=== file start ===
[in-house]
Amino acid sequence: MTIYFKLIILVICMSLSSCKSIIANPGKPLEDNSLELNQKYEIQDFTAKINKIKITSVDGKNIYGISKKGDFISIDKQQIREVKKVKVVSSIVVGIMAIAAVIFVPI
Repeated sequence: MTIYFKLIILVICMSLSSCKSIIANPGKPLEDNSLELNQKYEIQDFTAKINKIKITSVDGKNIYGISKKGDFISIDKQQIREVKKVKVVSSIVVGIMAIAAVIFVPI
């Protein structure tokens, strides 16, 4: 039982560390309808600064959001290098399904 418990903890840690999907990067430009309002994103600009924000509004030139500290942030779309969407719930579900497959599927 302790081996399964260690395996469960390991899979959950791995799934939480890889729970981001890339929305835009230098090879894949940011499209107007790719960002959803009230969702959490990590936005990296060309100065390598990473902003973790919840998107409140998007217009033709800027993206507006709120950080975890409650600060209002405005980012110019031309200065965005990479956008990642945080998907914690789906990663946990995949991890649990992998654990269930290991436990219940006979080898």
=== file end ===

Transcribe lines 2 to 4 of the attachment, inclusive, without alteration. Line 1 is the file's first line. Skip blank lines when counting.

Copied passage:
Amino acid sequence: MTIYFKLIILVICMSLSSCKSIIANPGKPLEDNSLELNQKYEIQDFTAKINKIKITSVDGKNIYGISKKGDFISIDKQQIREVKKVKVVSSIVVGIMAIAAVIFVPI
Repeated sequence: MTIYFKLIILVICMSLSSCKSIIANPGKPLEDNSLELNQKYEIQDFTAKINKIKITSVDGKNIYGISKKGDFISIDKQQIREVKKVKVVSSIVVGIMAIAAVIFVPI
């Protein structure tokens, strides 16, 4: 039982560390309808600064959001290098399904 418990903890840690999907990067430009309002994103600009924000509004030139500290942030779309969407719930579900497959599927 302790081996399964260690395996469960390991899979959950791995799934939480890889729970981001890339929305835009230098090879894949940011499209107007790719960002959803009230969702959490990590936005990296060309100065390598990473902003973790919840998107409140998007217009033709800027993206507006709120950080975890409650600060209002405005980012110019031309200065965005990479956008990642945080998907914690789906990663946990995949991890649990992998654990269930290991436990219940006979080898």